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Hi there...trying to see What's Happenning around the world...!

Sunday, April 16, 2006

This one appeared today ie. 17th April 2006 in Mumbai Mirror.
We have been hearing & reading about robots but it is now that the world has started using robots increasing in non-industrial settings.

Birth of a robot

Medical institutes around the world are opting for robots to teach students, rather than using a real patient, there by lowering the risk of serious mistakes
PAUL ELIAS
Noelle’s given birth in Afghanistan, California and dozens of points in between. She’s a lifelike, pregnant robot used in increasing numbers of medical schools and hospital maternity wards. The full-sized, blond, pale mannequin is in demand because medicine is rapidly abandoning centuries-old training methods that use patients as guinea pigs, turning instead to high-tech simulations. It’s better to make a mistake on a $20,000 (Rs 9,00,400 approx) robot than a live patient. “We’re trying to engineer out some of the errors,” said Dr Paul Preston, an anaesthesiologist at Kaiser Permanente and architect of the hospital chain’s 4-year-old pregnancy-care training program, in which Noelle plays a starring role. “We steal shamelessly from everybody and everywhere that has good training programs.” Noelle is manufactured by Gaumard Scientific Co, other companies make lifelike mannequins to train paramedics in emergencies too. But Noelle appears to be the only high-tech, pregnant model available.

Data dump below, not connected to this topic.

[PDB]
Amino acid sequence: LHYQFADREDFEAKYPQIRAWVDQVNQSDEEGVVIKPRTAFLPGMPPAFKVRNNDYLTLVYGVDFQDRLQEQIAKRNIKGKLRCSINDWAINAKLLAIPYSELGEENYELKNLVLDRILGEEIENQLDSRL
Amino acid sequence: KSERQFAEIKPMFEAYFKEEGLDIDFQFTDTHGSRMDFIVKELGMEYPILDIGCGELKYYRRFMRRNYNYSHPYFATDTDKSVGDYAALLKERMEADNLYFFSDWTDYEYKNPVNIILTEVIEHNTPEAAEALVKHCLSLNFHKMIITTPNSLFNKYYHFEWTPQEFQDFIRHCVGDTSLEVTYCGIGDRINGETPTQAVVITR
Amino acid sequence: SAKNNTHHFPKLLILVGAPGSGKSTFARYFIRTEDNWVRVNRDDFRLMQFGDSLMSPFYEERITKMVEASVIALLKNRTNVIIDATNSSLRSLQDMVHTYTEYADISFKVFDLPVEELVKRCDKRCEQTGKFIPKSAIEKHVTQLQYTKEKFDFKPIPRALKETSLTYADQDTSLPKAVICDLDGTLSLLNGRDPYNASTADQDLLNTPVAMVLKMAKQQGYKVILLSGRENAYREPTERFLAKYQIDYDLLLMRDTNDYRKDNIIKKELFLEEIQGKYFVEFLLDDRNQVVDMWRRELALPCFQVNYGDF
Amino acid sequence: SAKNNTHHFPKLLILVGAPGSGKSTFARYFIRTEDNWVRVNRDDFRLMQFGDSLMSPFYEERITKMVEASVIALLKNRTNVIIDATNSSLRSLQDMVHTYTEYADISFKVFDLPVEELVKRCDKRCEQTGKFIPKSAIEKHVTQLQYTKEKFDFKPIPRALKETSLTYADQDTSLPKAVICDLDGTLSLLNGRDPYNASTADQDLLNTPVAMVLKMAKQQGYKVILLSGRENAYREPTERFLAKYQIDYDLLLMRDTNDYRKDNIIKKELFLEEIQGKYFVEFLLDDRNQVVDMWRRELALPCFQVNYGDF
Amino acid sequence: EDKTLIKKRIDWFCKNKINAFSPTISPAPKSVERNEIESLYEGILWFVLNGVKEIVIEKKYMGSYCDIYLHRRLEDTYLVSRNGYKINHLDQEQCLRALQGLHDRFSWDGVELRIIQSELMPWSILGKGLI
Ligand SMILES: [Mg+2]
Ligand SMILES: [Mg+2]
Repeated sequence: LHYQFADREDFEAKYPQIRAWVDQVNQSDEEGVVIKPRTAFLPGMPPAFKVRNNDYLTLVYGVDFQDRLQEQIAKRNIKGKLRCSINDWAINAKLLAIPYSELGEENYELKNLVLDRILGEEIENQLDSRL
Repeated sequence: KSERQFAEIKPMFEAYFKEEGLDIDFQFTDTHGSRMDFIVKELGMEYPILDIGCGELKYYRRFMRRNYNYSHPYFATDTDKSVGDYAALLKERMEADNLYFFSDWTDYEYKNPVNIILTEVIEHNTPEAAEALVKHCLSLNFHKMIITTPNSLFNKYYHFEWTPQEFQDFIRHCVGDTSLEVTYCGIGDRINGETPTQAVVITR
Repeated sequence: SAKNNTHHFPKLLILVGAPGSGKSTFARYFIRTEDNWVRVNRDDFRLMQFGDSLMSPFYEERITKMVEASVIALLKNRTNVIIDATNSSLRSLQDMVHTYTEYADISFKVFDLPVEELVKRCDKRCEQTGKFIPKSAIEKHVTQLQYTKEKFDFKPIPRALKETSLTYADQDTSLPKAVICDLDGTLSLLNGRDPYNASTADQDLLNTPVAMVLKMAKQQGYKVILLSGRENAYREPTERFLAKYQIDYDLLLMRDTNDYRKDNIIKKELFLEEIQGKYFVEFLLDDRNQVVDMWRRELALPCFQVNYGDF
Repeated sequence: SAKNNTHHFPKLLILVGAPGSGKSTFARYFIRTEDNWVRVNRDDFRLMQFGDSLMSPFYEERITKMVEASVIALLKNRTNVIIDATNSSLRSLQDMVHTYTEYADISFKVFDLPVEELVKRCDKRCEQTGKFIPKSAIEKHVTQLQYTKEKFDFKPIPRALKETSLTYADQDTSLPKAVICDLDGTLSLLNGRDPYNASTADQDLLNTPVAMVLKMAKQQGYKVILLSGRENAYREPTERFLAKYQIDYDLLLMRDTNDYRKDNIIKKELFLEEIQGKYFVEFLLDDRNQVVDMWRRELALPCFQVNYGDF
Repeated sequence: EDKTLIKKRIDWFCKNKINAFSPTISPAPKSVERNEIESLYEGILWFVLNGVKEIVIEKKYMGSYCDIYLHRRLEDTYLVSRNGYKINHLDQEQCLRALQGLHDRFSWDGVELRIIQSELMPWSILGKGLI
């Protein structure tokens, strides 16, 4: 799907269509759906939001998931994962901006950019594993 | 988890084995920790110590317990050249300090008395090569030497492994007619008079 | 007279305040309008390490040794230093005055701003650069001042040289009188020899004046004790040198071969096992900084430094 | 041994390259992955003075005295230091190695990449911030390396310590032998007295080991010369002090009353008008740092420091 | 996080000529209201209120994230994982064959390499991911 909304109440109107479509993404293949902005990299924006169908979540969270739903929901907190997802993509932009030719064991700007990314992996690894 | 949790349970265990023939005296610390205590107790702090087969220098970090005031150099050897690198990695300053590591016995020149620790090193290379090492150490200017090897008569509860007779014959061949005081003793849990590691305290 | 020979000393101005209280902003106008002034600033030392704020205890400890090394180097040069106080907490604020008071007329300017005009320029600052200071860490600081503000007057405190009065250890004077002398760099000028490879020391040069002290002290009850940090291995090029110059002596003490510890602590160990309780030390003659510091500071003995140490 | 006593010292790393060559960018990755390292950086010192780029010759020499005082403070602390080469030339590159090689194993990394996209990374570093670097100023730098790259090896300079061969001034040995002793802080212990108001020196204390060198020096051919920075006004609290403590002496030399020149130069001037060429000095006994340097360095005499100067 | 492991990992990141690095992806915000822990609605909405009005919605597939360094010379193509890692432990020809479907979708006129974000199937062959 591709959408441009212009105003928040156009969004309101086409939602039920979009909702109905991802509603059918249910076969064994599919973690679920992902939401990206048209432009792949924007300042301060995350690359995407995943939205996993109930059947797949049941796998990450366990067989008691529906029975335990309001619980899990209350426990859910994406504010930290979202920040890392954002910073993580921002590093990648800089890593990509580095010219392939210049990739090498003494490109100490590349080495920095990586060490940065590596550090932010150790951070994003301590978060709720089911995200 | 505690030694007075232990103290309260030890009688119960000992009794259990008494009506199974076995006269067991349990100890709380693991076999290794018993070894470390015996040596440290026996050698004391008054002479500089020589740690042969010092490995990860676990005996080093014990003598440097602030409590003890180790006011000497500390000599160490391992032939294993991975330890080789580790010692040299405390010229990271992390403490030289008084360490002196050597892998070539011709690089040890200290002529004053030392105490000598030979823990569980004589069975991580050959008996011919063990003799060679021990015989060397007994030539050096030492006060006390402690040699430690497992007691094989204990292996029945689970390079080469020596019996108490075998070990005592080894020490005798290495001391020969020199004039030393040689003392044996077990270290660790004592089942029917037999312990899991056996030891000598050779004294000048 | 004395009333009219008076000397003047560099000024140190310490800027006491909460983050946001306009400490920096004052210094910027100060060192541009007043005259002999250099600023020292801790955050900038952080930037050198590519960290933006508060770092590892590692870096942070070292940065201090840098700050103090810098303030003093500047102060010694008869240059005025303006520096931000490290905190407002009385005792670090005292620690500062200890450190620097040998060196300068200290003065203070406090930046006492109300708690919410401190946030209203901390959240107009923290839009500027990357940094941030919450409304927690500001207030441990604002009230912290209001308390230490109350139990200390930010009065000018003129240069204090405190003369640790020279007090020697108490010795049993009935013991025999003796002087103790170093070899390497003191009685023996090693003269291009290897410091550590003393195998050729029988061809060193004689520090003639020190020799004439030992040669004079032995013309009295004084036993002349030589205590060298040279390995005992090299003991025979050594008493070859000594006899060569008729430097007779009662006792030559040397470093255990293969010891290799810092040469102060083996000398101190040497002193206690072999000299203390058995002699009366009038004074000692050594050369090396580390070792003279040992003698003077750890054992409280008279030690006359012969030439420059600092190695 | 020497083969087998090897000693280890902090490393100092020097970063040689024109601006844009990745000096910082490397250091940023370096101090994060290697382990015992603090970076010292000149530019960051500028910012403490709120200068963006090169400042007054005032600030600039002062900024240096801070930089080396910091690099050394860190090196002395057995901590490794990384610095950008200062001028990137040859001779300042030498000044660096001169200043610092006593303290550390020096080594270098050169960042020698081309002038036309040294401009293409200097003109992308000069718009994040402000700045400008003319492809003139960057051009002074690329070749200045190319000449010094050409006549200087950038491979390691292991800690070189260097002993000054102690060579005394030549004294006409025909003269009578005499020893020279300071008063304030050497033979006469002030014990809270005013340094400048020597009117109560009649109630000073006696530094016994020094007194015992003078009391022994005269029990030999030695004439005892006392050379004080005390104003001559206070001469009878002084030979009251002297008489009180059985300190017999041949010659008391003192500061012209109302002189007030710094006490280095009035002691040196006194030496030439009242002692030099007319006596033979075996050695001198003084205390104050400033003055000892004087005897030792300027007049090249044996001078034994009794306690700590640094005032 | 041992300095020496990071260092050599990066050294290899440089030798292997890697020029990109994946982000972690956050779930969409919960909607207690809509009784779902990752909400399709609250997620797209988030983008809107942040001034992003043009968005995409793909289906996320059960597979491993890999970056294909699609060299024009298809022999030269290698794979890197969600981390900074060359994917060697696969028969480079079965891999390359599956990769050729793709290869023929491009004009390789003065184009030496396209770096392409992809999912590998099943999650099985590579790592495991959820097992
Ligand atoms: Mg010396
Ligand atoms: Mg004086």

Noelle models range from a $3,200 (Rs 1,44,064 approx) basic version to a $20,000 (Rs 9,00,400 approx) computerised Noelle that best approximates a live birth. She can be programmed for a variety of complications and for cervix dilation. She can labour for hours and produce a breach baby or unexpectedly give birth in a matter of minutes. She ultimately delivers a plastic doll that can change colours, from a healthy pink glow to the deadly blue of oxygen deficiency. The baby mannequin is wired to flash vital signs when hooked up to monitors. The computerised mannequins emit realistic pulse rates and can urinate and breathe. “If she is bleeding, there will be ample blood in evidence everywhere,” Preston said one ra

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